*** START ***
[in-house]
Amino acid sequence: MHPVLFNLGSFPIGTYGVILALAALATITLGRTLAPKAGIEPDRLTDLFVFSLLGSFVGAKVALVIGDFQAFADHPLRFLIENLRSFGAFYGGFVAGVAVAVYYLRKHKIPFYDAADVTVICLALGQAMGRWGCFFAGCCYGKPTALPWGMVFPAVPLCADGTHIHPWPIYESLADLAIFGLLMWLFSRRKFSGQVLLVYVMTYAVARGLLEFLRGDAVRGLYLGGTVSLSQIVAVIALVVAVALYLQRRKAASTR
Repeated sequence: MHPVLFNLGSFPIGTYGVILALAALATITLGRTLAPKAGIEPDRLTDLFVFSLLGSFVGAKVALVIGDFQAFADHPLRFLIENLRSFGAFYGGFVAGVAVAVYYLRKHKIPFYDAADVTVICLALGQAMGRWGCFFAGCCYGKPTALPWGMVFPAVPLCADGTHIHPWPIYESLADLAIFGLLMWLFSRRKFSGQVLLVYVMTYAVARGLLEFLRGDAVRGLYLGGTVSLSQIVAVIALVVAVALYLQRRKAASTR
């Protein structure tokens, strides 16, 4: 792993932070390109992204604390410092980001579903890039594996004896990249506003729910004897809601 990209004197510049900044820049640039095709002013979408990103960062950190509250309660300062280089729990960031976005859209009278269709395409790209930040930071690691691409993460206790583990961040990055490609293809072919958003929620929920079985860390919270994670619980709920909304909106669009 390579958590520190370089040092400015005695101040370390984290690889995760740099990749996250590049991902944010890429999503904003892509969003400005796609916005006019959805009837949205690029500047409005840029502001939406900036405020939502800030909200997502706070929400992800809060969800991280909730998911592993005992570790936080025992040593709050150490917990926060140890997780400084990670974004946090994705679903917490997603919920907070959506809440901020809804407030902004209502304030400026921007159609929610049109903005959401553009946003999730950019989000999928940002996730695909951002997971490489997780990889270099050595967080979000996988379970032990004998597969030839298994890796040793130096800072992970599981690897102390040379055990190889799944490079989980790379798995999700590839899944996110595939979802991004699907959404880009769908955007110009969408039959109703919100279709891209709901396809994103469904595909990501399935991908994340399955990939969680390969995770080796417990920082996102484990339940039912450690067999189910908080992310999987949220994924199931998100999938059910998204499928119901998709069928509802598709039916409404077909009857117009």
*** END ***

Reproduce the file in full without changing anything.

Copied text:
[in-house]
Amino acid sequence: MHPVLFNLGSFPIGTYGVILALAALATITLGRTLAPKAGIEPDRLTDLFVFSLLGSFVGAKVALVIGDFQAFADHPLRFLIENLRSFGAFYGGFVAGVAVAVYYLRKHKIPFYDAADVTVICLALGQAMGRWGCFFAGCCYGKPTALPWGMVFPAVPLCADGTHIHPWPIYESLADLAIFGLLMWLFSRRKFSGQVLLVYVMTYAVARGLLEFLRGDAVRGLYLGGTVSLSQIVAVIALVVAVALYLQRRKAASTR
Repeated sequence: MHPVLFNLGSFPIGTYGVILALAALATITLGRTLAPKAGIEPDRLTDLFVFSLLGSFVGAKVALVIGDFQAFADHPLRFLIENLRSFGAFYGGFVAGVAVAVYYLRKHKIPFYDAADVTVICLALGQAMGRWGCFFAGCCYGKPTALPWGMVFPAVPLCADGTHIHPWPIYESLADLAIFGLLMWLFSRRKFSGQVLLVYVMTYAVARGLLEFLRGDAVRGLYLGGTVSLSQIVAVIALVVAVALYLQRRKAASTR
């Protein structure tokens, strides 16, 4: 792993932070390109992204604390410092980001579903890039594996004896990249506003729910004897809601 990209004197510049900044820049640039095709002013979408990103960062950190509250309660300062280089729990960031976005859209009278269709395409790209930040930071690691691409993460206790583990961040990055490609293809072919958003929620929920079985860390919270994670619980709920909304909106669009 390579958590520190370089040092400015005695101040370390984290690889995760740099990749996250590049991902944010890429999503904003892509969003400005796609916005006019959805009837949205690029500047409005840029502001939406900036405020939502800030909200997502706070929400992800809060969800991280909730998911592993005992570790936080025992040593709050150490917990926060140890997780400084990670974004946090994705679903917490997603919920907070959506809440901020809804407030902004209502304030400026921007159609929610049109903005959401553009946003999730950019989000999928940002996730695909951002997971490489997780990889270099050595967080979000996988379970032990004998597969030839298994890796040793130096800072992970599981690897102390040379055990190889799944490079989980790379798995999700590839899944996110595939979802991004699907959404880009769908955007110009969408039959109703919100279709891209709901396809994103469904595909990501399935991908994340399955990939969680390969995770080796417990920082996102484990339940039912450690067999189910908080992310999987949220994924199931998100999938059910998204499928119901998709069928509802598709039916409404077909009857117009």